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Developer:
Game Freak
Publisher: Nintendo
Platform: GBA
Release Date: September 07, 2004

by Tony Ames




The newest chapter of arguably the biggest name in gaming has arrived, bearing the names Fire Red and Leaf Green. And while the competition in the handheld RPG market is far stiffer now than when Pokémon first appeared, it looks as though its dominance will continue.


It is important to note that Fire Red and Leaf Green are in fact remakes of Pokémon Red and Blue, the first games of the series, and in many ways is made for fans of those games. Which hardly means new players will be lost, just that because of this comparisons between the two will be natural and come up frequently in this review.


Toward that end, I must say that the game took me by surprise visually. While the graphics still have the simplified, quasi-NES look that is the series’ signature, the detail and color of the Pokémon themselves are so vibrant I can’t help but be impressed.


The music of the game was also surprising, but only because it was so far improved over the music of Red and Blue. Mind, the music is still perfectly effective in its own right, but it must be said that I liked it a lot more than I might otherwise have because I recognized the themes. In other words, the game uses nostalgia rather heavily in the score, and I for one appreciated it.


At a certain level I also appreciated the minor changes to the plot. Plot has never been a focus of the series, and this remains the case in Fire Red and Leaf Green. What were changed were minute things that might not be noticeable if one is playing from memory. These are primarily the addition of a handful of townsfolk that make sure you know where to go next and how to get there. But of course, this just ensures the simplicity and flow of the plot, which is the same as always- you play a young boy or girl who’s set off to become a great Pokémon trainer. Really, that’s it. And while you do engage in other pursuits off and on during your quest, it never deflects the game from this focus.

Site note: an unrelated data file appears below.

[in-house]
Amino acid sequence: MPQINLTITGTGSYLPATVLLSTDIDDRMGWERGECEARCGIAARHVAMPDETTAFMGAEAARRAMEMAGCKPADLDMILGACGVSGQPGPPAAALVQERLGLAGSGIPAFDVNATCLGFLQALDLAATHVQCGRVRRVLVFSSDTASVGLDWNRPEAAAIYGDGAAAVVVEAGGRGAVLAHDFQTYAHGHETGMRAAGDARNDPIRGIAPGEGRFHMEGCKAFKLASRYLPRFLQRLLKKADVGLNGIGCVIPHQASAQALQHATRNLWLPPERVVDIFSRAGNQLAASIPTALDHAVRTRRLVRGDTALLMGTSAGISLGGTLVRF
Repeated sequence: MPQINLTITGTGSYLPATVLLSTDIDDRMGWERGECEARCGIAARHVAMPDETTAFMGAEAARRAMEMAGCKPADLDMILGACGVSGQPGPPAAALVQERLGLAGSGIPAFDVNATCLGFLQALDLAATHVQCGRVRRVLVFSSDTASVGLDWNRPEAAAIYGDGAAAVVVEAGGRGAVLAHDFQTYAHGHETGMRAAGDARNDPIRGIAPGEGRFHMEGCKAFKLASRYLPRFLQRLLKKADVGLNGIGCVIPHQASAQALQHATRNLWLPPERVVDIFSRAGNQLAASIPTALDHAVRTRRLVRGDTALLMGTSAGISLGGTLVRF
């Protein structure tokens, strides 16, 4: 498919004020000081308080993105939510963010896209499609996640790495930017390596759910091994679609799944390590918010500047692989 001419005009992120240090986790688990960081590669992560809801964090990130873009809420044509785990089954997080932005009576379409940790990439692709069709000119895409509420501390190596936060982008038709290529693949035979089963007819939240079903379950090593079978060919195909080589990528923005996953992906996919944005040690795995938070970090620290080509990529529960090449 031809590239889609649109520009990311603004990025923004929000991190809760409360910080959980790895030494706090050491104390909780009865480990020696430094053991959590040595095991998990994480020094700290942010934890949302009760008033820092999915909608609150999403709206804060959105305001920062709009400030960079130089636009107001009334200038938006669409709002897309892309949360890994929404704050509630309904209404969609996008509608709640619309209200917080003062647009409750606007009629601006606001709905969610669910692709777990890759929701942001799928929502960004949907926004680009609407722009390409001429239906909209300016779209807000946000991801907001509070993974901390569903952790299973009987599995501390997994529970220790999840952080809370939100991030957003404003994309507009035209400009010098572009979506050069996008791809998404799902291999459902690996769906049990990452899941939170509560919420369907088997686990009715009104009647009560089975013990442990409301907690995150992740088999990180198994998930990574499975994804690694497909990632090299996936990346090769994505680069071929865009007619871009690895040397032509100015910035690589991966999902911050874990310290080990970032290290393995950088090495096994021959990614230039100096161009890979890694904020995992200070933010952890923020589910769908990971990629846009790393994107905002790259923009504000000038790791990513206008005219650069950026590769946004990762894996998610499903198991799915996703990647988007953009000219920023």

But then, the draw of Pokémon has always been gameplay. The basic concept is simple- you arrange your team of up to six to engage in one-on-one duels with opposing teams or wild Pokémon. Each Pokémon belongs to one or two of 17 Types, with each Type being weak to some types of attacks and strong to others.


What is truly interesting is that as you learn what each Type is strong and weak and begin to recognize what Types particular Pokémon are, you start making many decisions (who you should send out in a particular situation, what attack should a particular Pokémon learn, what Types one needs to balance a team) without really thinking about them. The result is a remarkable balance between being complex enough to be interesting while simple enough to flow very quickly. A balance that leads to a singularly addictive experience.


Sometimes, in fact, the game flowed a little too quickly. The bulk of the quest, if one is somewhat familiar with the series, is around 15 hours long. Although the game offers numerous sidequests even after finishing the game, Fire Red and Leaf Green will never be long games.


Fortunately, like previous Pokémon games, Fire Red and Leaf Green have a bevy of multiplayer options. Aided by Nintendo’s new Wireless Adaptor (thankfully included in every copy of Pokémon Fire Red and Leaf Green), getting a group of friends together to trade team members or battle is easier than ever. This is fortunate, as the effort required to obtain every species of Pokémon is truly staggering. But even that feat can’t quite compare to the challenge of facing a human opponent. The computer controlled teams during the normal game do a fair job, but it just isn’t the same. Definitely corral friends into the store when purchasing the game. All in all, Fire Red and Leaf Green surprised me. Expecting a quick stroll down memory lane, I instead found myself renewing my long forgotten obsession with Pokémon. A must-buy for any past or present fans of Pokémon, and should definitely be considered by any RPG fan.


Final Grade: 87%




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